Rev. Irene Monroe: With news of LGBT equality in the news daily, one may wonder why this is news at all. But it is. The world of sports is quickly becoming the last closet, where gays and lesbians hide their sexual orientation. In a homophobic testosterone-driven sport like American football, Harris concealment is understandable.
aving voice in the Black Community is still an arduous struggle for its lesbian, gay, bisexual and transgender (LGBTQ) community. As we cross over into 2012, one of our biggest accomplishments in 2011 has been the various ways in which LGBTQ of African descent have employed different public venues to be heard. These following venues [...]
Rev. Irene Monroe: The secular use of “womanist” is by African-American women who have either left the Black Church because of its gender bias and homophobia, or who do not come from the Black Church religious experience. These women use the term to identify a culturally specific form of women-centered politics and theory.
Rev. Irene Monroe: Because of the bleaching of the Stonewall Riots, the beginnings of LGBTQ movement post-Stonewall is an appropriation of a black, brown, trans, and queer liberation narrative. And it is the deliberate visible absence of these black, brown, and yellow LGBTQ people that makes it harder, if not nearly impossible, for LGBTQ communities to build trusted coalitions with white LGBTQ communities.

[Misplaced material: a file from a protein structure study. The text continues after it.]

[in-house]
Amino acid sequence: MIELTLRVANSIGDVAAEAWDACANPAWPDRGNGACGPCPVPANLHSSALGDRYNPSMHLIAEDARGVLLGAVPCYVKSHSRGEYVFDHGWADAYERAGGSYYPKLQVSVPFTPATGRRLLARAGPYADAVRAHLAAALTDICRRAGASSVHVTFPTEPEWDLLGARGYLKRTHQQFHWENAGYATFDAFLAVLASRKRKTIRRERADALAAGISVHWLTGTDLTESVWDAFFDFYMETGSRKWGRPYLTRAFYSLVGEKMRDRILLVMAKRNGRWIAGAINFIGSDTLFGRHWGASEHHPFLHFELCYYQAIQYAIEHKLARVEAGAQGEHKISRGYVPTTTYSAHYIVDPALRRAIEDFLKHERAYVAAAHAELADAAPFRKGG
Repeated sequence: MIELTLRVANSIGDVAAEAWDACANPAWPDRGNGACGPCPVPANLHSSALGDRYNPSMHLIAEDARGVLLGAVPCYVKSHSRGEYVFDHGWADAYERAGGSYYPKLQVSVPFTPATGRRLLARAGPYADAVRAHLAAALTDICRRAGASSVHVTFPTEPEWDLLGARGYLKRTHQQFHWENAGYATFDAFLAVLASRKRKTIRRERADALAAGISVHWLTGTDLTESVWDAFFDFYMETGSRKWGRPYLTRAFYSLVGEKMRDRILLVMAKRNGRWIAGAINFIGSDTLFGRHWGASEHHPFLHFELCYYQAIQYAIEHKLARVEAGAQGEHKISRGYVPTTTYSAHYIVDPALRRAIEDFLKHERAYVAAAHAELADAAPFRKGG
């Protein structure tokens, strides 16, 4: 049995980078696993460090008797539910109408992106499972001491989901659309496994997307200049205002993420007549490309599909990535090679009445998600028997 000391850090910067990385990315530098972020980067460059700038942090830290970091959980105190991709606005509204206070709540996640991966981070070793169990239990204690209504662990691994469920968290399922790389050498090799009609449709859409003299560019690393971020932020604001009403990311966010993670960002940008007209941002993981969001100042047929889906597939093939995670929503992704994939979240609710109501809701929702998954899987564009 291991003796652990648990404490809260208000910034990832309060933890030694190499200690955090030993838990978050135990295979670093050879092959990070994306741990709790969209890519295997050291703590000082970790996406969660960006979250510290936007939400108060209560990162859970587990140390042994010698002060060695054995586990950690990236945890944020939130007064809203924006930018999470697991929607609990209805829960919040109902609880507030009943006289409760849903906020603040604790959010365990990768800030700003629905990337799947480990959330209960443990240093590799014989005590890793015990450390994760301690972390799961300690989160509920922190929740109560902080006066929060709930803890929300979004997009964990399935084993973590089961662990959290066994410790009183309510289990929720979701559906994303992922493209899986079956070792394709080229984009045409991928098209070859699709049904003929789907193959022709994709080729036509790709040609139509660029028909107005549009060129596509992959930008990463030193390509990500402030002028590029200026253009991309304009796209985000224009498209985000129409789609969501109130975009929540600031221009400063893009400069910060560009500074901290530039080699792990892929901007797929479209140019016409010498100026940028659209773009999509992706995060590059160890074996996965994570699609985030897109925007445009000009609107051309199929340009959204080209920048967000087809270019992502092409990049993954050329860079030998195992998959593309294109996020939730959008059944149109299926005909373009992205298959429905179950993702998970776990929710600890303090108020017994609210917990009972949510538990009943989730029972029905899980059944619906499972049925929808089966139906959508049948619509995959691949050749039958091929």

I believe that as time passes and the world shrinks, it becomes more difficult for discrimination to find a safe harbor. Modern technology serves to eliminate borders and expose our activities before the light of day. The nations of Asia, like the U.S., have a long way to go before they eradicate racism.
By now many in the LGBTQ community have heard of the news about the cop beat down of Duanna Johnson in a Memphis jailhouse that was captured on a surveillance video. Those of us especially of African descent, who don’t know or haven’t seen a photo of Johnson, might pick up on a cultural marker [...]